Seeds from eight different maize genotypes (BR3123, BR5004, BR5011, BR5026, BR5033, CMS50, D766 and ICI8447) were sown in vermiculite, and after germination they were transplanted into nutrient solution or nutrient solution containing 100 mmol.L-1 of NaCl and placed in a greenhouse. During the experimental period plant growth (dry matter, shoot to root dry mass ratio, leaf area, relative growth rate, and net assimilation rate), leaf temperature, stomatal conductance, transpiration, predawn water potential, sodium, potassium, soluble amino acids and soluble carbohydrate contents were determined in both control and salt stressed plants of all genotypes studied. Salt stress reduced plant growth of all genotypes but the genotypes BR5033 and BR5011 were characterized as the most salt-tolerant and salt-sensitive, respectively. Stomatal response of the salt-tolerant genotype was not affected by salinity. Among the studied parameters, shoot to root dry mass ratio, leaf sodium content and leaf soluble organic solute content showed no relation with salt tolerance, i.e., they could not be considered as good morpho-physiological markers for maize salt tolerance. In contrast, sodium and soluble organic solutes accumulation in the roots as a result of salt stress appeared to play an important role in the acclimation to salt stress of the maize genotypes studied, suggesting that they could be used as physiological markers during the screening for salt tolerance.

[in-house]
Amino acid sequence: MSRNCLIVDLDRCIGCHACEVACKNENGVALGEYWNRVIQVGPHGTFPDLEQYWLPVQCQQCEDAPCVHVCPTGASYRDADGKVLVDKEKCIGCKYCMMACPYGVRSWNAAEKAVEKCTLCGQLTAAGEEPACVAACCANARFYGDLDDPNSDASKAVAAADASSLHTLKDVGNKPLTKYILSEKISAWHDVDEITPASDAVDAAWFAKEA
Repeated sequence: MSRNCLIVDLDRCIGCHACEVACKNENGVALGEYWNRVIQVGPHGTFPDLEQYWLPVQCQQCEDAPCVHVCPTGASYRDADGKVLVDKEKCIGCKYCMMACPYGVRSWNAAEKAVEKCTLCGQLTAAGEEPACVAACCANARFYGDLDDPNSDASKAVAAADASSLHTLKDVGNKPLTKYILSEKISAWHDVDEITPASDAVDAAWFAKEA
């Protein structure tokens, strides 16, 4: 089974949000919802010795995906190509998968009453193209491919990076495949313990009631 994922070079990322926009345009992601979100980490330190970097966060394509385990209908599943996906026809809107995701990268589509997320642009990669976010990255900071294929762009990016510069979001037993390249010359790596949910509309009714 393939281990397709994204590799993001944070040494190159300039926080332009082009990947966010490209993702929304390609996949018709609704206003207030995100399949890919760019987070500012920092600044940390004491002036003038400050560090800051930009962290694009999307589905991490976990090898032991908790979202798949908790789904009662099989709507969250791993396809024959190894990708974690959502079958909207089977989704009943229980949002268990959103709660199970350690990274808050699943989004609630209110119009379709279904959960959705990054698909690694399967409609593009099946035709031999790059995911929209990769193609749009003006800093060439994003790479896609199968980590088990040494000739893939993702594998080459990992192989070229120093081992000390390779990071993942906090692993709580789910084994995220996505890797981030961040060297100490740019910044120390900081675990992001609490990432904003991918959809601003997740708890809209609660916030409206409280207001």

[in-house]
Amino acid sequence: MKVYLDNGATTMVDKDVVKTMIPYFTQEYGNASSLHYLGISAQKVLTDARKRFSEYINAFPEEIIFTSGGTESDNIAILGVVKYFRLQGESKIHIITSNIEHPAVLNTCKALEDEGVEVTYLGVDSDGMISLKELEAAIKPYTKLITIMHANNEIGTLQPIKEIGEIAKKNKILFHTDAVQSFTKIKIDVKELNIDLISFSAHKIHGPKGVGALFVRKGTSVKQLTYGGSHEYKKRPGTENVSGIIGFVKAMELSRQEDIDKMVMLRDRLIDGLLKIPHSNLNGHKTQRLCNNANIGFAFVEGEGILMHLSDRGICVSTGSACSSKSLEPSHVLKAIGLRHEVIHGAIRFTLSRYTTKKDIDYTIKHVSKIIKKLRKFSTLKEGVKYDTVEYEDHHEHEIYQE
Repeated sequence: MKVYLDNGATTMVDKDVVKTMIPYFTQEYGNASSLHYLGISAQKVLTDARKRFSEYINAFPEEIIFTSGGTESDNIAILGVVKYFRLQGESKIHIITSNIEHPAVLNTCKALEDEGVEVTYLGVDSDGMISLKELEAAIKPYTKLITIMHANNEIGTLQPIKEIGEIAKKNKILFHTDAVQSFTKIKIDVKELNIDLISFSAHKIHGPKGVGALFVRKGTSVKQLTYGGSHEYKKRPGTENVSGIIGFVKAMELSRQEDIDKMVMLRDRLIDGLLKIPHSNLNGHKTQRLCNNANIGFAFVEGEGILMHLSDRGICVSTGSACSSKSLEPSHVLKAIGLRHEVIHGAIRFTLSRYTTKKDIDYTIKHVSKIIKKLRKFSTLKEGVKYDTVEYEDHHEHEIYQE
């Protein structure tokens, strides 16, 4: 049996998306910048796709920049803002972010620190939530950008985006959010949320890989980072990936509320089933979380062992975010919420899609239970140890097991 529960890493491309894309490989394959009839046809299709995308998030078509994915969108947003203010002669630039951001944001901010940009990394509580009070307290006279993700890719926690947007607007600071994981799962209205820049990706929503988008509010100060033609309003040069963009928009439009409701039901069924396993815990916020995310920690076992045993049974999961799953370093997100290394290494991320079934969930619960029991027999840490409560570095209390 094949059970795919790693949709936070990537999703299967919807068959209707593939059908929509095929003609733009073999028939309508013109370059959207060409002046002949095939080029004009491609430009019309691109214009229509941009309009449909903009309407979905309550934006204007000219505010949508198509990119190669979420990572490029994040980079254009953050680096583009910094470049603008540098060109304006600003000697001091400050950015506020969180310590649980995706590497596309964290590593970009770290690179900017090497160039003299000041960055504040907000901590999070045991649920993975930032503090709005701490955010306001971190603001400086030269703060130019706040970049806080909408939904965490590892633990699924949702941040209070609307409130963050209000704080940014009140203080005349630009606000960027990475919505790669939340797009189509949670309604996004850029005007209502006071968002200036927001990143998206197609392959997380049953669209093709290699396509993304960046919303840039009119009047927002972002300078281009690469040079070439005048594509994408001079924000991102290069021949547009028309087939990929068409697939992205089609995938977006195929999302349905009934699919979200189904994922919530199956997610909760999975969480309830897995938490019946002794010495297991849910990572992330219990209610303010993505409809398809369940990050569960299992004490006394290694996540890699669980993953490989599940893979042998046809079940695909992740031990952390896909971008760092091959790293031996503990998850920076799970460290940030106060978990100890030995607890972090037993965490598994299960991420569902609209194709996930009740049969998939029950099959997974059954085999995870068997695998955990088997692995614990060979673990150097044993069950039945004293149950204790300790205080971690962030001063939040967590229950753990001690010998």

Keywords: growth analysis; osmoregulation; salinity; transpiration; Zea mays, water relations;.


RESUMO